Introduction by Matthew Shaw | Photographs and captions by Tom Schifanella
Tom Schifanella has trained his lens on unique landscapes all over the world. Perhaps the Atlantic Beach-based photographer’s best-known image is of a woman immersed in the entrails of the Svínafellsjökull Glacier, a rapidly disappearing icecap in Iceland. The photo, which appeared in National Geographic and was featured in an exhibit at the 2016 United Nations Climate Change Conference, was just one of many Schifanella has taken in exotic locales around the globe.
Still, Schifanella remains intensely curious about the natural environs in and around his native Jacksonville — a place he describes as “a hidden gem” for nature photography.
“I find Northeast Florida to be one of the most interesting landscapes in the world,” he says. “The variety is unique, with the beaches, Intracoastal [Waterway], upland forests and one of the largest urban park systems in the country. And it’s all within striking distance.”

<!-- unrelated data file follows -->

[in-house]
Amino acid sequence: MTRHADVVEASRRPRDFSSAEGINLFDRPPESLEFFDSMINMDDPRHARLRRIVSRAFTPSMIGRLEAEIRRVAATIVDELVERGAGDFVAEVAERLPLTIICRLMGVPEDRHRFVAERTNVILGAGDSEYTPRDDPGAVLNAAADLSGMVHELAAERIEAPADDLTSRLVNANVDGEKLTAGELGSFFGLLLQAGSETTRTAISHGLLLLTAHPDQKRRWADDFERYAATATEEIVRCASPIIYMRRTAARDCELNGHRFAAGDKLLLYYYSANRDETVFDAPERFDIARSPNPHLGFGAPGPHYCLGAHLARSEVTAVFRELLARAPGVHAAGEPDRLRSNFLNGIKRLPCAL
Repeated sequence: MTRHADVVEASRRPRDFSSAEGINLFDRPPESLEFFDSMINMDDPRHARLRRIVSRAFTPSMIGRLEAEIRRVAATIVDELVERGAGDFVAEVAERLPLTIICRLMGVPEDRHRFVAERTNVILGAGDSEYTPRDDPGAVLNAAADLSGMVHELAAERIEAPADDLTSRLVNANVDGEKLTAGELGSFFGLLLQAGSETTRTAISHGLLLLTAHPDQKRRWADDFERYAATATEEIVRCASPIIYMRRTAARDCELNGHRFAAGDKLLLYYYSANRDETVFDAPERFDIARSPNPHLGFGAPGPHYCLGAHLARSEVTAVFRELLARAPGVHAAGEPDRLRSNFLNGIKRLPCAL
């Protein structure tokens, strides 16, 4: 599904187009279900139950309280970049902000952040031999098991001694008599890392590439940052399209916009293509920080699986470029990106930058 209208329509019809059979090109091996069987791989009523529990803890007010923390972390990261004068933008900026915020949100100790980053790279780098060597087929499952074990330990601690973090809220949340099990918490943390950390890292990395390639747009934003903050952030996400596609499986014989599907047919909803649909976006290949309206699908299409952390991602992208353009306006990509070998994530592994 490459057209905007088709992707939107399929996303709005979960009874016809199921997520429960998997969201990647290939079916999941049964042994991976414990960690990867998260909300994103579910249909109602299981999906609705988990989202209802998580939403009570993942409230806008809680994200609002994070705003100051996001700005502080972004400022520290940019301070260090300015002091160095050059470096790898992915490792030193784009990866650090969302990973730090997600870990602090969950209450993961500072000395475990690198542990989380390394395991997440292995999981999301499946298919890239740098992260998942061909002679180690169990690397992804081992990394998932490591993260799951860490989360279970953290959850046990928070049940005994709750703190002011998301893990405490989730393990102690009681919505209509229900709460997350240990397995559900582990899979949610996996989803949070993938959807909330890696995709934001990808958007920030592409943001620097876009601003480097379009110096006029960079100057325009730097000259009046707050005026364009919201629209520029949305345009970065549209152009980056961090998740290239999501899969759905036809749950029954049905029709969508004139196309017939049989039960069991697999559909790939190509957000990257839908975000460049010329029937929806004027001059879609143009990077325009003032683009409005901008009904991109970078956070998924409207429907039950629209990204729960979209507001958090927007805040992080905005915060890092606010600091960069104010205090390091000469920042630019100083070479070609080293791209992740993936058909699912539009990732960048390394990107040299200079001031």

Schifanella is the first of three locally based photographers I picked for this series of photo essays simply titled Jacksonville Today. The assignment: show us what Jacksonville looks like through your lens.
Here’s what Tom came up with:
“For this photo assignment, I decided to use a vintage 1980s Hasselblad film camera to capture images of Jacksonville today. Having grown up here, many of these places are like old friends that I have visited many times. The analog process, requiring a slower, more thoughtful way of shooting, helped me to see our city in a fresh, new way as I focused on a side of Jacksonville that is often hidden from view.”